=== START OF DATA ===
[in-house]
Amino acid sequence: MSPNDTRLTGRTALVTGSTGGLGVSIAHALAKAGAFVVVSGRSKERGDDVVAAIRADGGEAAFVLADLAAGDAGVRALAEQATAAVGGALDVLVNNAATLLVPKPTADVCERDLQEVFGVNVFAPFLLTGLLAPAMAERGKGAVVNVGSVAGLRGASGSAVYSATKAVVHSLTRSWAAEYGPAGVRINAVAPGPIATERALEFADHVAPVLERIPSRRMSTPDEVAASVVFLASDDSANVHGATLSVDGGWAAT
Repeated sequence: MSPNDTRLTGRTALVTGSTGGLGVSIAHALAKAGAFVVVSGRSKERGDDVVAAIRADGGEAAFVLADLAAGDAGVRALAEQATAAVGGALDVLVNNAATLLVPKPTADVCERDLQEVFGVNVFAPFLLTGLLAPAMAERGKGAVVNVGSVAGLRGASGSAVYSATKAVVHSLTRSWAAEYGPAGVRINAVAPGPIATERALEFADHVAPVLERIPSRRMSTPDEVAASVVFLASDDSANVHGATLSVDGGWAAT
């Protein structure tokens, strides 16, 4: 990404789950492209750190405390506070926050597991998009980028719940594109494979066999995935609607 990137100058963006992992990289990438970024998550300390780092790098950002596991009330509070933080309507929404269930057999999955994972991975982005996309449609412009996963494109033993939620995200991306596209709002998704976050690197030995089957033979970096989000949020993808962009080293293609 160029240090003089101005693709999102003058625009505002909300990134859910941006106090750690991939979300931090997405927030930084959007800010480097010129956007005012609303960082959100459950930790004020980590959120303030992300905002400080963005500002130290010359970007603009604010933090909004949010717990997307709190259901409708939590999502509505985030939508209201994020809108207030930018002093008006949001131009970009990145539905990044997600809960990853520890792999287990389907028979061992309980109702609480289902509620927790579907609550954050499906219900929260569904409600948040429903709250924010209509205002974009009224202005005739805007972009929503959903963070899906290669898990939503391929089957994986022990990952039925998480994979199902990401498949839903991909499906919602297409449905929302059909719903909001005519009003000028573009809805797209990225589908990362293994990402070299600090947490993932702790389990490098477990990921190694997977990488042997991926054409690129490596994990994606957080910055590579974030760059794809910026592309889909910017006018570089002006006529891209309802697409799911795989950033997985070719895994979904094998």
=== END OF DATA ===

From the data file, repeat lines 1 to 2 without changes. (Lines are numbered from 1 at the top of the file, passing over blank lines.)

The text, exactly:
[in-house]
Amino acid sequence: MSPNDTRLTGRTALVTGSTGGLGVSIAHALAKAGAFVVVSGRSKERGDDVVAAIRADGGEAAFVLADLAAGDAGVRALAEQATAAVGGALDVLVNNAATLLVPKPTADVCERDLQEVFGVNVFAPFLLTGLLAPAMAERGKGAVVNVGSVAGLRGASGSAVYSATKAVVHSLTRSWAAEYGPAGVRINAVAPGPIATERALEFADHVAPVLERIPSRRMSTPDEVAASVVFLASDDSANVHGATLSVDGGWAAT